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We have short time to stay, as you;
As your hours do; and dry
Like to the summer's rain;
THE HERMIT. -- Beattie.
Ar the close of the day, when the hamlet is still,
And nought but the nightingale's song in the grove;
"Ah! why thus abandoned to darkness and woe, Why thus, lonely Philomel, flows thy sad strain? For spring shall return, and a lover bestow,
And thy bosom no trace of misfortune retain. Yet, if pity inspire thee, O, cease not thy lay!
Mourn, sweetest companion! man calls thee to
O, soothe him, whose pleasures, like thine, pass away, Full quickly they pass, but they never return!
Now, gliding remote on the verge of the sky, The moon, half extinct, a dim crescent displays; But lately I marked when, majestic, on high
She shone, and the planets were lost in her blaze. Roll on, then, fair orb, and with gladness pursue
The path that conducts thee to splendor again; But man's faded glory no change shall renew;
Ah, fool! to exult in a glory so vain!
""Tis night, and the landscape is lovely no more;
I mourn; but, ye woodlands, I mourn not for you; For morn is approaching, your charms to restore, Perfumed with fresh fragrance, and glittering with dew.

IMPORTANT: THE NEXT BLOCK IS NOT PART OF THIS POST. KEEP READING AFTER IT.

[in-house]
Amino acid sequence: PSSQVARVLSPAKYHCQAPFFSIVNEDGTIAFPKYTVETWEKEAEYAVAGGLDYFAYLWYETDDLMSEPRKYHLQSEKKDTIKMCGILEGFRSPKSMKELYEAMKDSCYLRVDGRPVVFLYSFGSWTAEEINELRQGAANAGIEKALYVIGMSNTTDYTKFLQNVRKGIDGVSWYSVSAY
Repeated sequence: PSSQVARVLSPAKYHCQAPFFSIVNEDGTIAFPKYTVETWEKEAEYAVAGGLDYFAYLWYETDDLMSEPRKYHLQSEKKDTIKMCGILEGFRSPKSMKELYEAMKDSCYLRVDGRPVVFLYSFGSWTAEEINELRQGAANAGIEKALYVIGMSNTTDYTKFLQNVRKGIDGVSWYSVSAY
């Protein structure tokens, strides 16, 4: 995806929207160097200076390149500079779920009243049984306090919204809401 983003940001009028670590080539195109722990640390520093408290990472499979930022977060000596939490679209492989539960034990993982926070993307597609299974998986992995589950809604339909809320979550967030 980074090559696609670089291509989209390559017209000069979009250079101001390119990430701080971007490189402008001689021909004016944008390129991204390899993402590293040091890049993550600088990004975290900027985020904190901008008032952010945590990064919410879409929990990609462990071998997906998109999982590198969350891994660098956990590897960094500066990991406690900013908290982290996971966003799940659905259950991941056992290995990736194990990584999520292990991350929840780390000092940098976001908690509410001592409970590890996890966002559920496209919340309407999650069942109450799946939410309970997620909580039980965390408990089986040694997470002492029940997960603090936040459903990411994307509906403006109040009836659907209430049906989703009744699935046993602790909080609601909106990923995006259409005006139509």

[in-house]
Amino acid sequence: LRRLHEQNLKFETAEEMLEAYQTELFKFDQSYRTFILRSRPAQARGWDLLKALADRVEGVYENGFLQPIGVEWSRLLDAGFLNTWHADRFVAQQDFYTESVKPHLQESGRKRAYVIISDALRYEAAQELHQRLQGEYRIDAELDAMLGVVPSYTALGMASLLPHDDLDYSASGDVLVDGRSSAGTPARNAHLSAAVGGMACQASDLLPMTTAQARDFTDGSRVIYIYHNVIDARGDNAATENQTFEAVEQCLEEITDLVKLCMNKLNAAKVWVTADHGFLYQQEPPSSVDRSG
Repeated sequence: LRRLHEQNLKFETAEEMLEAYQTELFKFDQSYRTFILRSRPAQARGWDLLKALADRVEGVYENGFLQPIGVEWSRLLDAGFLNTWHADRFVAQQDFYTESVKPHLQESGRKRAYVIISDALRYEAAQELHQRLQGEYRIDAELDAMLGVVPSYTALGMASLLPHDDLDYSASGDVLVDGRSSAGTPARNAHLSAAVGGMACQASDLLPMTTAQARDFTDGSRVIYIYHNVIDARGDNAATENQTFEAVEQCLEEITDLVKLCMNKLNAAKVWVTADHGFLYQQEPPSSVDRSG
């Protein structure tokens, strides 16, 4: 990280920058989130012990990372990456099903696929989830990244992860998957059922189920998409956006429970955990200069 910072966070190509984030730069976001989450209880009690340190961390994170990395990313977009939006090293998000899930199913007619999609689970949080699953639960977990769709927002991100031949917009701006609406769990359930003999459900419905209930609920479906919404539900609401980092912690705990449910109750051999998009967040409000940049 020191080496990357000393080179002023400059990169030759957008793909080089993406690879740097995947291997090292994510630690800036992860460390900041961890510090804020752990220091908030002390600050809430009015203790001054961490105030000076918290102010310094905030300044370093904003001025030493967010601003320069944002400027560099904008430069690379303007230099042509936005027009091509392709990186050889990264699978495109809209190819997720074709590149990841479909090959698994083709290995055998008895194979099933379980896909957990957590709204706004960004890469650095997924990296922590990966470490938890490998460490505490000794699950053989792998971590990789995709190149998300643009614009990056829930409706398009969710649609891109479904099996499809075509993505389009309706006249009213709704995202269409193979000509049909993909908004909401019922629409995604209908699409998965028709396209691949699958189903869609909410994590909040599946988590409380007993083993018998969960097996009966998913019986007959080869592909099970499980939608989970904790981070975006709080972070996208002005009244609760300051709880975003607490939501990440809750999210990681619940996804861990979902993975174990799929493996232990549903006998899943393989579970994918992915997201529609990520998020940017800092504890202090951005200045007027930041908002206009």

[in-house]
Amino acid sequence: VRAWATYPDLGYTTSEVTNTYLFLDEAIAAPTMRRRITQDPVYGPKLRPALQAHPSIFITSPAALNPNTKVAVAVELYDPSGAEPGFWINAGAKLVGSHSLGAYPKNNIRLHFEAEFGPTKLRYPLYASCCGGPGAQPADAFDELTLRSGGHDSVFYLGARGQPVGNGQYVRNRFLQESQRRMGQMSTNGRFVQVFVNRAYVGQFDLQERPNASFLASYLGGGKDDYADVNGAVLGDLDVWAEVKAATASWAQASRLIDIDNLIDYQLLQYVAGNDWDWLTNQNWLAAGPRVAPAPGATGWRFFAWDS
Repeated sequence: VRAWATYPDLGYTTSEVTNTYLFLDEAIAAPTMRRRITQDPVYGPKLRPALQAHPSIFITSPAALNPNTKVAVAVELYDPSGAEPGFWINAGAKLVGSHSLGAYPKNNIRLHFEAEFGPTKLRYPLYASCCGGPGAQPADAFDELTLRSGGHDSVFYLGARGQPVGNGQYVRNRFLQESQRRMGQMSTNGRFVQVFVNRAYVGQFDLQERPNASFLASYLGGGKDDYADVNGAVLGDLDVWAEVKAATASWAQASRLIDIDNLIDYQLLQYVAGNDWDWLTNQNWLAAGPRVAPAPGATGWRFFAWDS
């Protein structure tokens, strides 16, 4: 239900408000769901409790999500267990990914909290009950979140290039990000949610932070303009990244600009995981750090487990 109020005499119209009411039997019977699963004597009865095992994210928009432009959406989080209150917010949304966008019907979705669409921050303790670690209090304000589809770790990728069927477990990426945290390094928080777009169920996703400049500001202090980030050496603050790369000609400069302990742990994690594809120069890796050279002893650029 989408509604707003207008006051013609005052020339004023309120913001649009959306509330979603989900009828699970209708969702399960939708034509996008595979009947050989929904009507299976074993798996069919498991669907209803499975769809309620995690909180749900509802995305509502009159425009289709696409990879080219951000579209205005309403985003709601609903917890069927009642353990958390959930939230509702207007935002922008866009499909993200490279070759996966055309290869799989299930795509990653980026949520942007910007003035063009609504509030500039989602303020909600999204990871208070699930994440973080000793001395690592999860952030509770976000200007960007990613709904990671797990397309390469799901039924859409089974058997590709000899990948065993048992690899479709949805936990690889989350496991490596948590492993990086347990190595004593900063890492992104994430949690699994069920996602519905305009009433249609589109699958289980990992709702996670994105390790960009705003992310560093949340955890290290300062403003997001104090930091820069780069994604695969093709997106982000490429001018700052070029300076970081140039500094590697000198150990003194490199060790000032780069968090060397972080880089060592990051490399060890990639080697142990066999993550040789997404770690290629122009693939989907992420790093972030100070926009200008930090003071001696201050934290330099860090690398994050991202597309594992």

Nor yet for the ravage of winter I mourn;
Kind Nature the embryo-blossom shall save; But when shall spring visit the mouldering urn? O, when shall it dawn on the night of the grave?"
"T was thus, by the glare of false science betrayed, That leads to bewilder and dazzles to blind; My thoughts wont to roam from shade onward to shade,
Destruction before me, and sorrow behind.
"O, pity, great Father of light!" then I cried,
Thy creature, who fain would not wander from thee;
Lo! humbled in dust, I relinquish my pride;
From doubt and from darkness thou only canst free."
And darkness and doubt are now flying away;
See Truth, Love, and Mercy, in triumph descending,
SONG OF THE SILENT LAND.
And Beauty immortal awakes from the tomb.
TRANSLATED FROM THE GERMAN OF SALIS, BY LONGFELLOW.
INTO the Silent Land!
Ah! who shall lead us thither?
Clouds in the evening sky more darkly gather,
Who leads us with a gentle hand
Thither, O thither,
Into the Silent Land?
Into the Silent Land!
To you, ye boundless regions
Of all perfection! Tender morning-visions
Of beauteous souls! The Future's pledge and band! Who in Life's battle firm doth stand
Shall bear Hope's tender blossoms
O Land O Land!
For all the broken-hearted
The mildest herald by our fate allotted
To lead us with a gentle hand
Into the land of the great departed,
Into the Silent Land
How sleep the brave, who sink to rest
By fairy hands their knell is rung,
DEEM not that our eldest heir
See in yonder plot of flowers.
Which the heavens are shedding.
She that latest leaves the nest,
Though the most protected;
Or in thought neglected.
'Gainst the islet's rocky shore
THE HUSBANDMAN. — Sterling. EARTH, of man the bounteous mother, Feeds him still with corn and wine; He who best would aid a brother
Shares with him these gifts divine.
Many a power within her bosom
Noiseless, hidden, works beneath; Hence are seed, and leaf, and blossom, Golden ear and clustered wreath.
These to swell with strength and beauty